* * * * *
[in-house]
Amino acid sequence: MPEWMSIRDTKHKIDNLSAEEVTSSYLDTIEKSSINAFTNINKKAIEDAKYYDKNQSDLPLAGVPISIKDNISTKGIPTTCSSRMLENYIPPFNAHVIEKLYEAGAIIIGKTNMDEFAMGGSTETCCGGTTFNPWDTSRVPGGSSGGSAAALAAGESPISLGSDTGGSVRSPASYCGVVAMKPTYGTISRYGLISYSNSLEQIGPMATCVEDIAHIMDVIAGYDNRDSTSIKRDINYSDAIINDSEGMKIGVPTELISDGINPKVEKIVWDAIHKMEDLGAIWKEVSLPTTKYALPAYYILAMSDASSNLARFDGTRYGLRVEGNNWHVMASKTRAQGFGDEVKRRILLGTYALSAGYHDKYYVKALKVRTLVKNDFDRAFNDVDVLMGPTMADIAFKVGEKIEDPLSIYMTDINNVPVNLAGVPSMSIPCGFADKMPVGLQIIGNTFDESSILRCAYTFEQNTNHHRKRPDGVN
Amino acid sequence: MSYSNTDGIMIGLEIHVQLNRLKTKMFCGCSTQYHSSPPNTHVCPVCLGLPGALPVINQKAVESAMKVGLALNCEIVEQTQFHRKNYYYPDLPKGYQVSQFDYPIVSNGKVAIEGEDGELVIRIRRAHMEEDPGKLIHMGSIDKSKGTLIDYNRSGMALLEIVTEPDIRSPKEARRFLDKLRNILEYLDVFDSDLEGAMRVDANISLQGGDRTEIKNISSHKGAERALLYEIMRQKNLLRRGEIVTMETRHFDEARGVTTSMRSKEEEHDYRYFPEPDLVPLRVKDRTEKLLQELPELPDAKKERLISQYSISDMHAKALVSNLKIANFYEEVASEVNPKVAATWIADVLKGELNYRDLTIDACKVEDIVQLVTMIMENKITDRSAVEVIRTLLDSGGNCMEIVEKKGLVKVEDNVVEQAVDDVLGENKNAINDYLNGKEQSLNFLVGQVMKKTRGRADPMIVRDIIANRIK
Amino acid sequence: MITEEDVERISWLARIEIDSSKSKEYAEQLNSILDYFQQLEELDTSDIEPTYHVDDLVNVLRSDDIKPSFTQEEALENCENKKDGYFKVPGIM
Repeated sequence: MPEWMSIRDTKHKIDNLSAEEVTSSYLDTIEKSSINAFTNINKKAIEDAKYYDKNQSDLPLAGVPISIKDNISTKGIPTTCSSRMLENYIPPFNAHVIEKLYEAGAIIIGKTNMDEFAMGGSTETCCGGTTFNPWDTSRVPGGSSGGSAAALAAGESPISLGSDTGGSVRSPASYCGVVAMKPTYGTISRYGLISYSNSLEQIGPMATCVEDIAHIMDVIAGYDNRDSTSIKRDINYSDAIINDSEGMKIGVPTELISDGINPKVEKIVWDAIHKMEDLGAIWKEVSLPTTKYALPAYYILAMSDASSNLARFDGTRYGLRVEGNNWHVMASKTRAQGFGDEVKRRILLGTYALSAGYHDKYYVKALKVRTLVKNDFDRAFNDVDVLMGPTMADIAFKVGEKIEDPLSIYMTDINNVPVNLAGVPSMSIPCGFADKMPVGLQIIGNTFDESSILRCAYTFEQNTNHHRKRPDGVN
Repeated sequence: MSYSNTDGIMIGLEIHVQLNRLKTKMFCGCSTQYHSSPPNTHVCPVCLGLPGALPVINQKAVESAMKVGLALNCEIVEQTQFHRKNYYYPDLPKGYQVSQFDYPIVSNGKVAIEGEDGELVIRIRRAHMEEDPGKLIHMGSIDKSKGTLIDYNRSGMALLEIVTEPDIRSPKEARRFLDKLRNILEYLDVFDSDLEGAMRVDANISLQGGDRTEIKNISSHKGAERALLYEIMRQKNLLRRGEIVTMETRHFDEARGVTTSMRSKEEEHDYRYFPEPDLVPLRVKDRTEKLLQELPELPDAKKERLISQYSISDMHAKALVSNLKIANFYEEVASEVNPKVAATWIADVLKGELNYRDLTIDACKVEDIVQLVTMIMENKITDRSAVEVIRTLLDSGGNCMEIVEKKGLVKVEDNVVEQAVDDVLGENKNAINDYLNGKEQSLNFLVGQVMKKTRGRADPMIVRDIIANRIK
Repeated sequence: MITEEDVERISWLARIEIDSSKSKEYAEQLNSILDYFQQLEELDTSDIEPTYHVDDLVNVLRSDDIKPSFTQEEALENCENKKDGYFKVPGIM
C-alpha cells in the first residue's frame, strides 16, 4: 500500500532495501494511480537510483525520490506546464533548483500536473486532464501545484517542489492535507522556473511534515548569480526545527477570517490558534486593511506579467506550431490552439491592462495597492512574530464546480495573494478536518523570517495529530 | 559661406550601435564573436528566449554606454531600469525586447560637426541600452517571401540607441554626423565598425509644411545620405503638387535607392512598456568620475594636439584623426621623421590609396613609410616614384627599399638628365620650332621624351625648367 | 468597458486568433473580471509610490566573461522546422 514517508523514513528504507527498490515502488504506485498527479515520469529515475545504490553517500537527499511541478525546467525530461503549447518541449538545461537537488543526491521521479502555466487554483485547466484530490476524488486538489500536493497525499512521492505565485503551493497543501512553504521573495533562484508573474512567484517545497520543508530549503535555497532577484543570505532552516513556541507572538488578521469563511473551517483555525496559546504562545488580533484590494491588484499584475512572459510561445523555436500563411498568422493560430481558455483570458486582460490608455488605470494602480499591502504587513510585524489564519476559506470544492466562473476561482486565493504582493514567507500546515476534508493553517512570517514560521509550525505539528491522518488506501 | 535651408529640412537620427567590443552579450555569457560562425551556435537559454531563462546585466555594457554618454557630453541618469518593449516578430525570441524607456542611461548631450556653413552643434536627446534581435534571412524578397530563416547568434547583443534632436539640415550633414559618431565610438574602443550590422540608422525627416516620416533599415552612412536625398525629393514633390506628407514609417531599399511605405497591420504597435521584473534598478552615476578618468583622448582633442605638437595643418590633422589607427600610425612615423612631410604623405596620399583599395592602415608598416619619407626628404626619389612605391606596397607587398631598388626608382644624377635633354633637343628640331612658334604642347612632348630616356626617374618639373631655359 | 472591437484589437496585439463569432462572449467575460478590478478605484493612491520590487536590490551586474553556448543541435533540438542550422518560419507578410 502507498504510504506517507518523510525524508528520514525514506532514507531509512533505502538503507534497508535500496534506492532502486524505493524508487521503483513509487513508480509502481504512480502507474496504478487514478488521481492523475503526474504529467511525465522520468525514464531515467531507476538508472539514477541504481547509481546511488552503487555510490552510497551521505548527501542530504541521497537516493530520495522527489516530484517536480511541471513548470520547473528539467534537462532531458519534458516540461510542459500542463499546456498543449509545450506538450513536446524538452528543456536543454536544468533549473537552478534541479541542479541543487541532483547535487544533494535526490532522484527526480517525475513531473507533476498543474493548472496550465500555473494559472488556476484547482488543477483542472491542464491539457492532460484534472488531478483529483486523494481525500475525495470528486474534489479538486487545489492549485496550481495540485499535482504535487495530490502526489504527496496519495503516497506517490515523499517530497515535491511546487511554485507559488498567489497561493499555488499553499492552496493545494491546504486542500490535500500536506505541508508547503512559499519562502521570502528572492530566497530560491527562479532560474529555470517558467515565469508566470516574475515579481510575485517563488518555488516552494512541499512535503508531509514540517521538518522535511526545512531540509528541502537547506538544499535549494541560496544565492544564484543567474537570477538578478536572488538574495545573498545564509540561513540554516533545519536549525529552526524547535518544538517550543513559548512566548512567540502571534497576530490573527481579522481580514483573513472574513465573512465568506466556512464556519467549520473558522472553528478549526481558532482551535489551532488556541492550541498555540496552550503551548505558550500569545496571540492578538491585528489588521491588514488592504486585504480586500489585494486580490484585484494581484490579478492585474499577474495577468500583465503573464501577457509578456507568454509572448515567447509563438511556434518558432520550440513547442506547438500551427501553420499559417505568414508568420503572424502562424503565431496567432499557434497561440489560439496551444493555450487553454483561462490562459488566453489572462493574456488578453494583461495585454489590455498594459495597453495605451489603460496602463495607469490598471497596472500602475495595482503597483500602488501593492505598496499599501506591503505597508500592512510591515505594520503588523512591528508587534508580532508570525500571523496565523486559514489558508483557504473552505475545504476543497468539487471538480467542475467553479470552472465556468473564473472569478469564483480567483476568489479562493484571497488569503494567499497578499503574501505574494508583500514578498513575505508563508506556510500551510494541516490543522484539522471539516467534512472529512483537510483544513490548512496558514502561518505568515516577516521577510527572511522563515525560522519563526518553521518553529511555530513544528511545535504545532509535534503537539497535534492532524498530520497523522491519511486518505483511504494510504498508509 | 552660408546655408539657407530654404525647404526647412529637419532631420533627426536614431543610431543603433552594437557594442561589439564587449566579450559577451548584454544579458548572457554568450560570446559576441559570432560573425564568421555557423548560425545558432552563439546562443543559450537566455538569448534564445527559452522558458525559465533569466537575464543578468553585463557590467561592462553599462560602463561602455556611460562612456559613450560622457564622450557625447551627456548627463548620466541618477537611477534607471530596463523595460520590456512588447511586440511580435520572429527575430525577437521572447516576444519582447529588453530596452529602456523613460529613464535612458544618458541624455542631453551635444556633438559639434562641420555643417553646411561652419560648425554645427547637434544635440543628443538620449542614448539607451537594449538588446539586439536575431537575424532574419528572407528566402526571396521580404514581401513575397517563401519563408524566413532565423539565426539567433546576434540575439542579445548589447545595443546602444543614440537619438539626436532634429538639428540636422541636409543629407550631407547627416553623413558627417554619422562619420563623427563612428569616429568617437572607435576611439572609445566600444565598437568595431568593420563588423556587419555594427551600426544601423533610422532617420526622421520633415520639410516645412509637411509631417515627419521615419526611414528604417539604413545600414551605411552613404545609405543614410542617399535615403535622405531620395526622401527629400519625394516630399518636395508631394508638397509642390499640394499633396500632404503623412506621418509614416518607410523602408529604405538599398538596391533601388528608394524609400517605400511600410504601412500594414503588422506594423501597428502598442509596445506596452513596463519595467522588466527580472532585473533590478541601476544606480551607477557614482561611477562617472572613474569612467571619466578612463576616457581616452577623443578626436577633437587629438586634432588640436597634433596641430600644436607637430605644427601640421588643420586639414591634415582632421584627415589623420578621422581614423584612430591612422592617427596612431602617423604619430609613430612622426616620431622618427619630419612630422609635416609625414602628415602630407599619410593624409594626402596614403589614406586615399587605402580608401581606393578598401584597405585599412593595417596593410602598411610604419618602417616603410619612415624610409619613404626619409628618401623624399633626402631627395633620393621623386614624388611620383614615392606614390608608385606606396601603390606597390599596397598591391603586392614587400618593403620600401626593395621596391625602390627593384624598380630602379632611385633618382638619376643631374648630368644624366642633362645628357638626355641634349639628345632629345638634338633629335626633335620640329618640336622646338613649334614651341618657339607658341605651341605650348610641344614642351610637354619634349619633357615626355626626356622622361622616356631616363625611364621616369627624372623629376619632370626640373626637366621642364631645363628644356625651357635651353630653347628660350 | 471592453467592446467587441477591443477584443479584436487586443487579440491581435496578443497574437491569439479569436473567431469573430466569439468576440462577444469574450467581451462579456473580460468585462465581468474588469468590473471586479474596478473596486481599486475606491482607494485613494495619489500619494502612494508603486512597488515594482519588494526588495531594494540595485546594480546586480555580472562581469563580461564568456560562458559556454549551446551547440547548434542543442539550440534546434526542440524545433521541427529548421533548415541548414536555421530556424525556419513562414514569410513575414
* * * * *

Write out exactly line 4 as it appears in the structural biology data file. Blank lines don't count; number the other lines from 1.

Amino acid sequence: MITEEDVERISWLARIEIDSSKSKEYAEQLNSILDYFQQLEELDTSDIEPTYHVDDLVNVLRSDDIKPSFTQEEALENCENKKDGYFKVPGIM